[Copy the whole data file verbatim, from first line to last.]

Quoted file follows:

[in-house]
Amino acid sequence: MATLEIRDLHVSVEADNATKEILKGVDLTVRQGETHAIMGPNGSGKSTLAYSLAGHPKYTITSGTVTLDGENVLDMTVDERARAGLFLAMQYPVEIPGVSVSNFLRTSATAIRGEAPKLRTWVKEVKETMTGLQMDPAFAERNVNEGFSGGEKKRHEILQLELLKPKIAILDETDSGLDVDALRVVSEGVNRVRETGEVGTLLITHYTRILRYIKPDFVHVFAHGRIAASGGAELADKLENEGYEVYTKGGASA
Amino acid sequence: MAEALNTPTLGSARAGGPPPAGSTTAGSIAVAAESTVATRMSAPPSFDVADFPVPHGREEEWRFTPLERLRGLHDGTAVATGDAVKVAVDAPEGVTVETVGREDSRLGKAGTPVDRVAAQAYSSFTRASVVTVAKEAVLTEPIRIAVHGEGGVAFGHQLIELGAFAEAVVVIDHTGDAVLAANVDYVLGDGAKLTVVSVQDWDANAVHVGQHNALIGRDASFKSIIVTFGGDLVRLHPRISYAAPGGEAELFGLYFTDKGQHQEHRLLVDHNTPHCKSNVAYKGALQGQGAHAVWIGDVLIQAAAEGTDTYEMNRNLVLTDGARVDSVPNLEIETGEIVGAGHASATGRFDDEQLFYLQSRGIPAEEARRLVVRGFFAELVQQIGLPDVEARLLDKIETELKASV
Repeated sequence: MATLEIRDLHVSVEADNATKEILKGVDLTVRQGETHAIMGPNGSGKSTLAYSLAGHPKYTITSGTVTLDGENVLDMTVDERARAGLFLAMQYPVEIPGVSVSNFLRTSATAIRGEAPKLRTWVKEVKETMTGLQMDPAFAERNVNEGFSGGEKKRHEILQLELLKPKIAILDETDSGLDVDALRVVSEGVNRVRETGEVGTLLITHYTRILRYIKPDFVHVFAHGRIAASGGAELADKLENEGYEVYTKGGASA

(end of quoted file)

[in-house]
Amino acid sequence: MATLEIRDLHVSVEADNATKEILKGVDLTVRQGETHAIMGPNGSGKSTLAYSLAGHPKYTITSGTVTLDGENVLDMTVDERARAGLFLAMQYPVEIPGVSVSNFLRTSATAIRGEAPKLRTWVKEVKETMTGLQMDPAFAERNVNEGFSGGEKKRHEILQLELLKPKIAILDETDSGLDVDALRVVSEGVNRVRETGEVGTLLITHYTRILRYIKPDFVHVFAHGRIAASGGAELADKLENEGYEVYTKGGASA
Amino acid sequence: MAEALNTPTLGSARAGGPPPAGSTTAGSIAVAAESTVATRMSAPPSFDVADFPVPHGREEEWRFTPLERLRGLHDGTAVATGDAVKVAVDAPEGVTVETVGREDSRLGKAGTPVDRVAAQAYSSFTRASVVTVAKEAVLTEPIRIAVHGEGGVAFGHQLIELGAFAEAVVVIDHTGDAVLAANVDYVLGDGAKLTVVSVQDWDANAVHVGQHNALIGRDASFKSIIVTFGGDLVRLHPRISYAAPGGEAELFGLYFTDKGQHQEHRLLVDHNTPHCKSNVAYKGALQGQGAHAVWIGDVLIQAAAEGTDTYEMNRNLVLTDGARVDSVPNLEIETGEIVGAGHASATGRFDDEQLFYLQSRGIPAEEARRLVVRGFFAELVQQIGLPDVEARLLDKIETELKASV
Repeated sequence: MATLEIRDLHVSVEADNATKEILKGVDLTVRQGETHAIMGPNGSGKSTLAYSLAGHPKYTITSGTVTLDGENVLDMTVDERARAGLFLAMQYPVEIPGVSVSNFLRTSATAIRGEAPKLRTWVKEVKETMTGLQMDPAFAERNVNEGFSGGEKKRHEILQLELLKPKIAILDETDSGLDVDALRVVSEGVNRVRETGEVGTLLITHYTRILRYIKPDFVHVFAHGRIAASGGAELADKLENEGYEVYTKGGASA